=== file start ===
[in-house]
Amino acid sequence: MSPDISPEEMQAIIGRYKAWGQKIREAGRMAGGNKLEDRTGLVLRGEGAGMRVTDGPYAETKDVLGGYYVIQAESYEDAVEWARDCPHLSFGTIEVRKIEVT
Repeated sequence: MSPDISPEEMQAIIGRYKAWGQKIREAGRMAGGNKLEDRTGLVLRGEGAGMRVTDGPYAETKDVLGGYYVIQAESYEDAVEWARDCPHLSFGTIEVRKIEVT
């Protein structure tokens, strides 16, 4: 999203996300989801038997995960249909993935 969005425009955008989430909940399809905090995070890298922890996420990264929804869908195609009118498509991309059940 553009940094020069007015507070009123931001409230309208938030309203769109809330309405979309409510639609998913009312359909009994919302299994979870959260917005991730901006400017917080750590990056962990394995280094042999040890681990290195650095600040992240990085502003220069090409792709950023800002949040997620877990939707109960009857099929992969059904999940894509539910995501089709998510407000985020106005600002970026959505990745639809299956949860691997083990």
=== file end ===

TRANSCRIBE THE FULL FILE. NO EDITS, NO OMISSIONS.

[in-house]
Amino acid sequence: MSPDISPEEMQAIIGRYKAWGQKIREAGRMAGGNKLEDRTGLVLRGEGAGMRVTDGPYAETKDVLGGYYVIQAESYEDAVEWARDCPHLSFGTIEVRKIEVT
Repeated sequence: MSPDISPEEMQAIIGRYKAWGQKIREAGRMAGGNKLEDRTGLVLRGEGAGMRVTDGPYAETKDVLGGYYVIQAESYEDAVEWARDCPHLSFGTIEVRKIEVT
């Protein structure tokens, strides 16, 4: 999203996300989801038997995960249909993935 969005425009955008989430909940399809905090995070890298922890996420990264929804869908195609009118498509991309059940 553009940094020069007015507070009123931001409230309208938030309203769109809330309405979309409510639609998913009312359909009994919302299994979870959260917005991730901006400017917080750590990056962990394995280094042999040890681990290195650095600040992240990085502003220069090409792709950023800002949040997620877990939707109960009857099929992969059904999940894509539910995501089709998510407000985020106005600002970026959505990745639809299956949860691997083990």